Microsoft annouces the findings on computer security in Southeast Asia

February 27, 2013 | 12:28
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Today, Microsoft officially announced the findings of computer security study conducted in five countries in Southeast Asia - Indonesia, Malaysia, Philippines, Thailand, and Vietnam.

The total samples of 282 counterfeit DVDs and hardwares from branded computers of Acer, Asus, Dell, HP, Lenovo and Samsung in the five countries, the study showed 69 per cent of the sample contained high-risk malware infections and viruses. The study extends research originally conducted in December 2012, more than doubling the original sample of 118 units and showing a malware infection rate six points higher than the preliminary study.

1,131 unique strains of malware were also discovered in the expanded sample—up from 403 in the earlier study. Across the region, software infection rates varied significantly: The Philippines sample surfaced the lowest volume of malicious software; at 42 per cent, however, two out of every five computers and DVDs tested was infected. In Vietnam, the study examined 41 computer hard drives and 9 DVDs, and revealed a malware infection rate of 88 per cent — the highest in the region.

The study also found the highly dangerous Zeus Trojan. “Zeus is a password-stealing Trojan known to use ‘key logging’ and other mechanisms to gain access to victims’ identities, private accounts, and other sensitive data. According to the RSA 2012 Cybercrime Trends Report, Zeus is estimated to have caused over $1 billion in global losses in the last five years,” said Vu Minh Tri, Microsoft Vietnam’s country manager.

At the same time, the findings showed Windows firewall rules were changed in 97% of devices, often undetected by anti-virus software. In addition to the malware infection rate of counterfeit software, the fact is well-known brands are not immune: malware was found on computers from Acer, Asus, Dell, HP, Lenovo and Samsung. Malware infection rates on name-brand devices with counterfeit software installed ranged from a low of 33 per cent to a high of 88 per cent. The malware was likely installed in the downstream supply chain or channel, onto blanked harddisks or as a replacement to the original, non-Windows operating system installed by the manufacturer.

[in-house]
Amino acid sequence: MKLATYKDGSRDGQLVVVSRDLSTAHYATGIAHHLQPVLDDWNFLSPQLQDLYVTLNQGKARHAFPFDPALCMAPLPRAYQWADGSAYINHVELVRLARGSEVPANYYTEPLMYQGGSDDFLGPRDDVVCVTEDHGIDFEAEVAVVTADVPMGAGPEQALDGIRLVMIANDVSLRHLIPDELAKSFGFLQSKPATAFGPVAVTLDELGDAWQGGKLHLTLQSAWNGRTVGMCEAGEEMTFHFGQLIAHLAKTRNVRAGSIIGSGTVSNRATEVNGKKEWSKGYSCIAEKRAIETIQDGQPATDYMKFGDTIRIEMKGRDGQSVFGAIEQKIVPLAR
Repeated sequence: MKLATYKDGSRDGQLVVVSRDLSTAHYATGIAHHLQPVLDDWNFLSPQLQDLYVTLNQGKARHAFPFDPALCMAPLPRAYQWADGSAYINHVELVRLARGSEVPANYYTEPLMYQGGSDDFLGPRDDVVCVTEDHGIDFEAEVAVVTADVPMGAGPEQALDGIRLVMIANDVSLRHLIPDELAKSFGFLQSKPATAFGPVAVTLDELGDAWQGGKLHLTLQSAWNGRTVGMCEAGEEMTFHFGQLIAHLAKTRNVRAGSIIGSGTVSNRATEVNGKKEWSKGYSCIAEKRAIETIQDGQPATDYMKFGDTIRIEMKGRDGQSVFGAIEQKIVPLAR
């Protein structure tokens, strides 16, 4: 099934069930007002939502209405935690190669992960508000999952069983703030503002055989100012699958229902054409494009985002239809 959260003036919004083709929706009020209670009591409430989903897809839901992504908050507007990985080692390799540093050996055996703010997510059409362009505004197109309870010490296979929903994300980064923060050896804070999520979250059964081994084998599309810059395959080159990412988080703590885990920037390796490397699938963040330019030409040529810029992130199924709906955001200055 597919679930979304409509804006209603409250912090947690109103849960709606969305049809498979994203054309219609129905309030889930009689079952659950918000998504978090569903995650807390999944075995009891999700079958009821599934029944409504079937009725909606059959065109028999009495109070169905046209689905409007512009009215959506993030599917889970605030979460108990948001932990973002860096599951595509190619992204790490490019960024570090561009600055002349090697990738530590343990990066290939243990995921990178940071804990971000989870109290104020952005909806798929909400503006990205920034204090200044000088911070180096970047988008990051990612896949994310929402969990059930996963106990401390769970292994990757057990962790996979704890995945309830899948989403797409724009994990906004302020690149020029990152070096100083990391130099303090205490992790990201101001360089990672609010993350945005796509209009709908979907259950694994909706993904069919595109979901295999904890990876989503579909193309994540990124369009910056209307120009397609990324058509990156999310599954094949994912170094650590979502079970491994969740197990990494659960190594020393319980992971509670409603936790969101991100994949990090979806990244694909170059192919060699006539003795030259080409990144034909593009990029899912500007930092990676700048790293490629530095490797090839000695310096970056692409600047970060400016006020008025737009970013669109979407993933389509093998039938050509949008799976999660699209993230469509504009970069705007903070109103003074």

“This study unveils the dangers associated with pirated software.  Software piracy is not a victimless crime. Unknowing consumers may be used by cybercriminals and the performance of the computers they paid for could be severely impaired,” said Rebecca Ho, IPR director, Microsoft Southeast Asia.
The study has alerted the enterprises and computers consumers in Southeast Asia including Vietnam the high risks of malware infection from branded computers which now safety is not always guaranteed.

According to Vu Ngoc Hoan,  director of Vietnam Copyright Office under the Ministry of Culture, Sports and Tourism: “To keep information safe from cybercriminals, people need to think twice about where they buy PCs.  More importantly, they should always check that they are supplied with licenced software.  I am pleased to know that Microsoft has taken proactive steps to look into this area of risks faced by consumers and help raise public awarenss on this important issue. As shown in this study, some unscrupulous retailers in Southeast Asia are selling big name PC brands to consumers with counterfeit, infected software. It’s important to remember, if you don’t know where your digital products come from, you never know what comes along for the ride”

In order to protect ourselves, enterprises and consumers must be vigilant and proactive when making their computer purchase decisions, to be sure they’re getting genuine software. Additional, consumers should buy from trusted resellers only, avoid deals that are ‘too good to be true’ and look for products with original packaging and certificates of authenticity.

Customers who suspect they’ve received pirated or counterfeit software are encouraged to report it at Customers who report suspected violations can provide valuable insights and have a positive impact in the fight against piracy. Microsoft takes every lead seriously in its effort to ensure a safe digital community for all. Since 2007, the company has received more than 10,000 piracy reports from within Southeast Asia—many from people who bought a name-brand PC, paying more money to get “the real thing,” but ending up with far greater risk and liability at the hands of counterfeiters.

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